China's Navy: Hey, let's not panic…

by Craig Hooper on March 16, 2010

In Asia, America has gotta move away from a long-standing habit of engaging in simple, bilateral force measurements.  Asia is a multi-polar place, and America’s penchant for strategic over-simplification is going to land the U.S. into serious trouble.

Put bluntly, U.S. Navy-folk need to remember there are a few other countries over on the other side of the Pacific.  Some of them are rather formidable.  And the U.S. is neglecting them.

So…Let’s take a moment to compare some naval forces in the Pacific Basin.  Using the official DOD Annual Report to Congress on the Military Power of the PRC 2005 and 2009, it looks like China’s Navy is growing.  But…when China’s rate of growth is compared with other neighbors, that burst of growth over the past five years looks a lot less daunting.

China: Diesel Attack Subs: (2005 vs. 2009): 51 vs. 54 (+3)
USA: Diesel Attack Subs: (2005 vs. 2009): 0 vs. 0 (+0)

Note: Japan commissioned 4 Oyashio-class, 2 Soryu-class SSKs; South Korea commissioned 3 Type 214s from 2005-2010.

China: Nuclear Subs (SSN only, 2005 vs. 2009): 6 vs. 6 (+0)
USA: Nuclear Subs (SSN/SSGN only 2005 vs. 2009): 58 vs. 56/57 (-2/


China: Destroyers (2005 vs. 2009): 21 vs. 27 (+7)
USA: Destroyers (2005 vs. 2009/10): 46 vs. 54/57 (+8/+11)

Note: Japan brought into service 2 Atago-class destroyers, 2 Takanami-class destroyers, and a Hyuga-class “carrier” destroyer; Taiwan put 4 ex-Kidd-class vessels into service; South Korea put 4 KDX-2-class destroyers into service over the past 5 years.

China: Frigates (2005 vs. 2009): 43 vs. 48 (+5)
USA: Frigates (2005 vs. 2009/10): 30 vs. 30/31 (+0/+1)

Note: Regional Frigate-building programs are proceeding apace.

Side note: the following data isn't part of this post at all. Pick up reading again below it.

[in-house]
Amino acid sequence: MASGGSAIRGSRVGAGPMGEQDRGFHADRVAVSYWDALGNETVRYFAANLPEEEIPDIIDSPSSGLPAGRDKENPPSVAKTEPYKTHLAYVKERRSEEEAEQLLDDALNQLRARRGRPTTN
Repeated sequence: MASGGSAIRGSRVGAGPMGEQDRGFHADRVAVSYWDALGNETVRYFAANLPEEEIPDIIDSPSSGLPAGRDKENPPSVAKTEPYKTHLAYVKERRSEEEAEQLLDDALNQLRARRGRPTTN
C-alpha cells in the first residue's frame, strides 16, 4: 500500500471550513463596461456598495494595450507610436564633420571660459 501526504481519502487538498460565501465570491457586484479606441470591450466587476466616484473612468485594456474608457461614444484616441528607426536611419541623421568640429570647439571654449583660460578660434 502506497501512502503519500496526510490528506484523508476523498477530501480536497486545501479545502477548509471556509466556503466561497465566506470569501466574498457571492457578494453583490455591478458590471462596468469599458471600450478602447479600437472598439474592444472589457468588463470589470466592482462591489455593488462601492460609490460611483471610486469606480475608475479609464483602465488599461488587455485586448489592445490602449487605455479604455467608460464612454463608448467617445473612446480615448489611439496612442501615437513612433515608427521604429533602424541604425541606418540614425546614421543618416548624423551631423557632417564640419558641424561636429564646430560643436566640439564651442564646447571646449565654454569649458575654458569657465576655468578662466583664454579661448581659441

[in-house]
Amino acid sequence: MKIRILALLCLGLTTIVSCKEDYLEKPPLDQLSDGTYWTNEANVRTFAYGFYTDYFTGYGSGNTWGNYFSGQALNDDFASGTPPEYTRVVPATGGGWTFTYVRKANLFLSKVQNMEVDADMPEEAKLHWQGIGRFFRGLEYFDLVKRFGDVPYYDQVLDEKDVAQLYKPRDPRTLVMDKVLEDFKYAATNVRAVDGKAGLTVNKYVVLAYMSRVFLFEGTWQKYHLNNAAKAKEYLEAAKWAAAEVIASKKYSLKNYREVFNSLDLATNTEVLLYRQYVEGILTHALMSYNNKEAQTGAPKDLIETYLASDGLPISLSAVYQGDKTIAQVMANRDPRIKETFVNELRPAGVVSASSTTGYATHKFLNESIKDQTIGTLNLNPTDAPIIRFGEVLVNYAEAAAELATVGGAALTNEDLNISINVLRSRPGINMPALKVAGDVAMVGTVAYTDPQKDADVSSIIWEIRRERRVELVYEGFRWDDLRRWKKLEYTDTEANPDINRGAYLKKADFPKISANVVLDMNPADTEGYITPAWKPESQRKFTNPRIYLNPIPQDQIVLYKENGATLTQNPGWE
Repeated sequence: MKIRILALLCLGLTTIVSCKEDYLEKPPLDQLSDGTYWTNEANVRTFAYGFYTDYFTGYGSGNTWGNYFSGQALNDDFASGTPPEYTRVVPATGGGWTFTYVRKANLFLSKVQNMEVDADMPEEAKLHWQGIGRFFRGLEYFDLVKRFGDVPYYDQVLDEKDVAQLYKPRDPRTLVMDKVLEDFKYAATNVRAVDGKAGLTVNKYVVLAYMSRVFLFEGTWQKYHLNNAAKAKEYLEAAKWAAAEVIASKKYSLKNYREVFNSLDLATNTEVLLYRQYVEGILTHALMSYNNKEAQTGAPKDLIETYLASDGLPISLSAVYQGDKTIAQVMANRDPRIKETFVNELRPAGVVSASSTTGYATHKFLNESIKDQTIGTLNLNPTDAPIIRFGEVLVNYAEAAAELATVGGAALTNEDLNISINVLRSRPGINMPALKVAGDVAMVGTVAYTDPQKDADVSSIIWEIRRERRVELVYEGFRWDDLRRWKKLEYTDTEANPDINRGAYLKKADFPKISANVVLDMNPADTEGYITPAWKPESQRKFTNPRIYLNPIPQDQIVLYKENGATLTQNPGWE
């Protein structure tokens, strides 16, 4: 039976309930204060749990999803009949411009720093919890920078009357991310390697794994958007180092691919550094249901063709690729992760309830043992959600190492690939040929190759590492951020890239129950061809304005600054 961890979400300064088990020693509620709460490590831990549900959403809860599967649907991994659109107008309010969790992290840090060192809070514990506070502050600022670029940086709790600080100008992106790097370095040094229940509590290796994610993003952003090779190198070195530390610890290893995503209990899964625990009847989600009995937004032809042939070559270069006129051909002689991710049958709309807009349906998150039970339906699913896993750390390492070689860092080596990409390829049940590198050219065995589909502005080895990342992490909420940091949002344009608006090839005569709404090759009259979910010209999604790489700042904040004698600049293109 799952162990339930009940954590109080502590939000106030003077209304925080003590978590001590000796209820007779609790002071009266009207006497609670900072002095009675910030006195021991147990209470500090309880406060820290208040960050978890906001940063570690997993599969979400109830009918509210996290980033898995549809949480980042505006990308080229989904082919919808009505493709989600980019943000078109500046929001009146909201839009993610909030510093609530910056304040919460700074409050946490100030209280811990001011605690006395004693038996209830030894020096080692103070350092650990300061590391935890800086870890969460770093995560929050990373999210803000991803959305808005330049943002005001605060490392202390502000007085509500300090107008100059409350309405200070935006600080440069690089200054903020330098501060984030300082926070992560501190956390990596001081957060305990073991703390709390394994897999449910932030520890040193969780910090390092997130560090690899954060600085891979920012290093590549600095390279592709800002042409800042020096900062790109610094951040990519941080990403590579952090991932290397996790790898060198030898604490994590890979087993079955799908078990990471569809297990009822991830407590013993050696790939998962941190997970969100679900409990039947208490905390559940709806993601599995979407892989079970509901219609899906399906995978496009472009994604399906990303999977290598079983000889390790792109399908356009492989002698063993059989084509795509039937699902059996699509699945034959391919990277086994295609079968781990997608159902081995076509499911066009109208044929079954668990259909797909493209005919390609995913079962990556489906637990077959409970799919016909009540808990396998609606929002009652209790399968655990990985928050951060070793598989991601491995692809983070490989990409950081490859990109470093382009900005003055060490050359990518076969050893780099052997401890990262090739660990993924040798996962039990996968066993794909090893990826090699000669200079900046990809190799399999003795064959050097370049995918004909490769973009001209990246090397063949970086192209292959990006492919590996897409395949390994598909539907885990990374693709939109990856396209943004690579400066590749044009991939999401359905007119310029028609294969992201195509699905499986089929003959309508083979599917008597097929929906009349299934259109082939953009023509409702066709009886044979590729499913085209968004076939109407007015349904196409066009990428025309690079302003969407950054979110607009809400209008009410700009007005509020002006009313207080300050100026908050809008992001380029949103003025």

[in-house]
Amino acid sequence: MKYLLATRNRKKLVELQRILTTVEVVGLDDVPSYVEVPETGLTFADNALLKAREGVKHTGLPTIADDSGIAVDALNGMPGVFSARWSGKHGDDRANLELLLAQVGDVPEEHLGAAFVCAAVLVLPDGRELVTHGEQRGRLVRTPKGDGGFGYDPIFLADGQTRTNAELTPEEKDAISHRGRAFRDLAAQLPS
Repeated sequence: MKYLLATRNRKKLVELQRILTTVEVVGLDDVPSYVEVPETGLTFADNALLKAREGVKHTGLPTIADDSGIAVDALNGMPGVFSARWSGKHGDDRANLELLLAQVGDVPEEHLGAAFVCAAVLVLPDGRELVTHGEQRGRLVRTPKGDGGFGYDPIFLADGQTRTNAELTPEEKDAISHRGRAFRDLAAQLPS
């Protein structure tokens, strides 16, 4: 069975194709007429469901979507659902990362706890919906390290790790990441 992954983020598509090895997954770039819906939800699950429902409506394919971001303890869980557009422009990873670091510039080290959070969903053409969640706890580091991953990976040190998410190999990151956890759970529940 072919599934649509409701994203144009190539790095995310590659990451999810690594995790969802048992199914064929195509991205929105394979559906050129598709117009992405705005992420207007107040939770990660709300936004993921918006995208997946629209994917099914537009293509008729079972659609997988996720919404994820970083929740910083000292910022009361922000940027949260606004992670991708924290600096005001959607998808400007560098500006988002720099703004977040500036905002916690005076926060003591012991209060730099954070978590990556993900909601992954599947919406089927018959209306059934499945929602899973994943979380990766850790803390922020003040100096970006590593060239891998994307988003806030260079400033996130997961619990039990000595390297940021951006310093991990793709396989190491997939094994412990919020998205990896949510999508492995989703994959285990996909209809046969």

China: Coastal Missile ships: (2005 vs. 2009): 51 vs 70+ (+19 at least)
USA: Nada. Zip.

Interesting.  China’s small missile ships are allowing China’s larger vessels to engage in “blue water” activities, so, while these vessels expand China’s “reach”, a dependence on small ships may prove a vulnerability.  The region needs to know more about the small ship programs hosted by Taiwan, South Korea and Japan.  What, by way of smaller vessels, can these navies offer?  How good are the region’s Air Forces in hunting and destroying smaller craft?

In short, does China’s love of small craft contribute to regional stability or not?

Look.  China’s Navy is still awfully small. And with China not exactly on friendly terms with it’s neighbors (who, on the part of Japan and South Korea, are building some very modern navies), the PLA(N) has a lot to do to secure China’s maritime borders.  It is a little bit of a stretch to think all this new floating hardware is aimed exclusively at the U.S.A.



Sam Liu August 15, 2012 at 10:55 am

JMSDF can simply build more DDH-181 Heli Destoryer, currently only has 2 DDH, Load them up with F35 VTOL. With help from US carrier battle group, will ground the PLA.
Don’t forget to liberate us in Hong Kong, China Comu won’t even let us join the PLA to ensure we can’t infiltrate the PLA and have no access to weapon so they can crash us when we piss them off too much… China Comu has already started brain washing our kids with propaganda!

Richard August 15, 2010 at 1:12 am

The Americans are just warmongers.

JACK BROWN May 18, 2010 at 6:16 pm

I say–Let the Japanese build carriers, more Aegis DDGs, and especially—let them buy the F-22. The Raptor will beat anything the PRC can put into the air. The Japanese Navy should be able to beat the PRC Navy, no problem, especially with our help. Also, to help the Japanese economy, allow Japan to market its weapons to other countries, especially their F-2.

para March 25, 2010 at 10:04 pm

Actually, South Korea also put into service their first KDX3 “Aegis”-destroyer plus an LHA, the “Dokdo”. Another two KDX3 plus another LHA are to follow. Their submarine program is to continue, creating a sizable force. In fact the triangle of China, South Korea and Japan is at least as significant for analysis as the bilateral relationship between the PLAN and the USN. Vietnam is about to establish a significant sub capability with Russian assistance, which makes China feel very uncomfortable, as far as the South China Sea is concerned. All of these procurements matter very much for the PLAN and influence their own efforts.

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